‘Enormous discontent’: Trump’s 'dereliction of duty' on coronavirus could be his downfall in Iowa

President Trump speaks to crowd of supporters at the Southwest Iowa Renewable Energy facility in Council Bluffs, Iowa.
President Donald J. Trump turns to speak to workers at his addresses Tuesday, June 11, 2019, on his visit to the Southwest Iowa Renewable Energy facility in Council Bluffs, Iowa. (Official White House Photo by Shealah Craighead)

Iowa, a state that President Barack Obama won decisively in both 2008 and 2012, was a major disappointment for Democratic presidential nominee Hillary Clinton in 2016 when President Donald Trump won the state by 9%. In 2020's presidential race, however, polls are showing that Iowa is very much in play for former Vice President Joe Biden. Reporter Adam Edelman, in an article published on NBC News' website on October 11, takes a close look at Trump's struggles in Iowa — which, Edelman explains, have a lot to do with the misery that COVID-19 has been inflicting in the midwestern swing state.

Journalist Davide Yepsen, who spent 35 years covering Iowa politics for the Des Moines Register, told NBC News, "People here went for Trump in 2016 because they wanted a disruptor candidate, but I don't think they wanted an utter chaos candidate — and that's really what he's become this year with the pandemic. It's come into particular focus recently with him getting sick and actually spreading it himself."

NBC News interviewed 20 different Iowa voters — from registered Democrats and registered Republicans to independents — and according to Edelman, those interviews "reveal enormous discontent with the president's handling of the COVID-19 pandemic."

One of the voters interviewed was Democrat John Gilbert, who is now his seventies and runs a family farm in Iowa Falls. Gilbert told NBC News why he is voting for Biden, explaining, "Everybody here now knows somebody who's gotten sick or even died. I've had some associates who passed away, and the fact that we know now that the president knew about the severity so early, it really puts it all on him."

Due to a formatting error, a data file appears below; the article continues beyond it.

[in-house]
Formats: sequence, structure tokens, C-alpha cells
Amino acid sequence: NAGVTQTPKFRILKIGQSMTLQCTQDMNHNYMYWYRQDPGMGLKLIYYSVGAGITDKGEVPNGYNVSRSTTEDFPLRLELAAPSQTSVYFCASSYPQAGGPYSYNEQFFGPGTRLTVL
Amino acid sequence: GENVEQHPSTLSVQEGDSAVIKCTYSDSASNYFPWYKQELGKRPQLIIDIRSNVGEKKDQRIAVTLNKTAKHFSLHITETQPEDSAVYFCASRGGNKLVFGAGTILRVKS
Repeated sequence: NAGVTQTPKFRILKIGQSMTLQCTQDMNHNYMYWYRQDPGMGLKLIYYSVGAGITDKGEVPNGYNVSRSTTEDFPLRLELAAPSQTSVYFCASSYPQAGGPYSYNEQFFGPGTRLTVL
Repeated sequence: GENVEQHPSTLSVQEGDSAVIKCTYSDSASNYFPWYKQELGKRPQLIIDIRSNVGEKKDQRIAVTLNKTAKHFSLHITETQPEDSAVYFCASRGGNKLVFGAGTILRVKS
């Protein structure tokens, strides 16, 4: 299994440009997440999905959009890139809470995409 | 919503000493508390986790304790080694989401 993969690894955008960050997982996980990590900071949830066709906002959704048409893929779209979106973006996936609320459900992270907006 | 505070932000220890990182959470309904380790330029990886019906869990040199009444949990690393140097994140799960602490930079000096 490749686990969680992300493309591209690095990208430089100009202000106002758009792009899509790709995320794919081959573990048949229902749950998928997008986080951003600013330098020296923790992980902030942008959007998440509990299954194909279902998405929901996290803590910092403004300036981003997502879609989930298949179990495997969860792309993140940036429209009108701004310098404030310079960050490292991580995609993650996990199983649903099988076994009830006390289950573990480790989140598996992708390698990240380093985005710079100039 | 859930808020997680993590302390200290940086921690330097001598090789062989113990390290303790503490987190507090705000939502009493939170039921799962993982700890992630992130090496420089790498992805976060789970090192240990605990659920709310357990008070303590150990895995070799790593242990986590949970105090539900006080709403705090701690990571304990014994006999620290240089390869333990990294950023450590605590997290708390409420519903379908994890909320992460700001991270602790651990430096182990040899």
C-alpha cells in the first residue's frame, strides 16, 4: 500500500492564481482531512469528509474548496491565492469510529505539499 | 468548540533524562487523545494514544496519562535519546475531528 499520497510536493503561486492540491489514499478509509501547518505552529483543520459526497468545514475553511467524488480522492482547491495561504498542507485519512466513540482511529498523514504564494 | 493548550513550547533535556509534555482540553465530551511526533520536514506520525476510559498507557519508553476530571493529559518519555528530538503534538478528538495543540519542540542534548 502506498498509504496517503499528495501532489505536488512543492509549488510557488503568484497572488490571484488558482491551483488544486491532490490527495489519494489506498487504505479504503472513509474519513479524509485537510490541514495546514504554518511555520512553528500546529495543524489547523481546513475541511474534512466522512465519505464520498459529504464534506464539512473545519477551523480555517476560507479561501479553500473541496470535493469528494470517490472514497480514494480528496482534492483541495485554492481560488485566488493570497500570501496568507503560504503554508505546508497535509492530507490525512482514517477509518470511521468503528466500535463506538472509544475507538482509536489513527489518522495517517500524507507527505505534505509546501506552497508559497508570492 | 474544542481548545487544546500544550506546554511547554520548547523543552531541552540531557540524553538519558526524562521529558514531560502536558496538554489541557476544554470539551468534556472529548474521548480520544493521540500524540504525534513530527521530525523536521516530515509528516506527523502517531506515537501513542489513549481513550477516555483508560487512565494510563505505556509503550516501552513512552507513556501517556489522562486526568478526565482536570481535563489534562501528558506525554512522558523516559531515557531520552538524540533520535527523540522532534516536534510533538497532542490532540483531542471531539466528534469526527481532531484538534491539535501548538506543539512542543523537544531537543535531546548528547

Edelman notes that "confirmed COVID-19 cases in Iowa have been steadily rising since the summer, with a huge spike happening in September" — and that "over just the last week, the state has seen the seventh most confirmed cases in the United States and the eighth most coronavirus-related deaths per 100,000 people." The NBC News reporter also points out that according to a recent Quinnipiac poll, 51% of Iowa voters disapprove of Trump's response to the pandemic.

Tim Hagle, an associate professor of politics at the University of Iowa, told NBC News that many Iowa voters are feeling "exhausted with" Trump. According to Hagle, "The feeling that he's been acting unpresidential has really begun to stick with voters here at exactly the wrong time for him."

A Quinnipiac poll released on October 7 found Trump trailing Biden by 5% in Iowa, while a CBS News/YouGov poll released four days later on October 11 found the presidential race to be a dead heat in that state (which has six electoral votes). Another statewide race that is very much in play for a Democrat, according to polls, is Iowa's 2020 U.S. Senate race. Recent polls have found Democrat Theresa Greenfield ahead of incumbent Republican Sen. Joni Ernst by 4% (CBS News/YouGov) or 5% (Quinnipiac). Those polls indicate that Trumpism is hurting Ernst in Iowa just as it is hurting other incumbent GOP senators in swing states, such as Arizona's Martha McSally, Maine's Susan Collins and Colorado's Cory Gardner.

Gilbert is clearly frustrated with Trump's coronavirus response, and he isn't the only Iowa voter who feels that way.

"It's all just so despicable," Gilbert told NBC News. "How Trump's failed on this is really a dereliction of duty. We need to hold him accountable."

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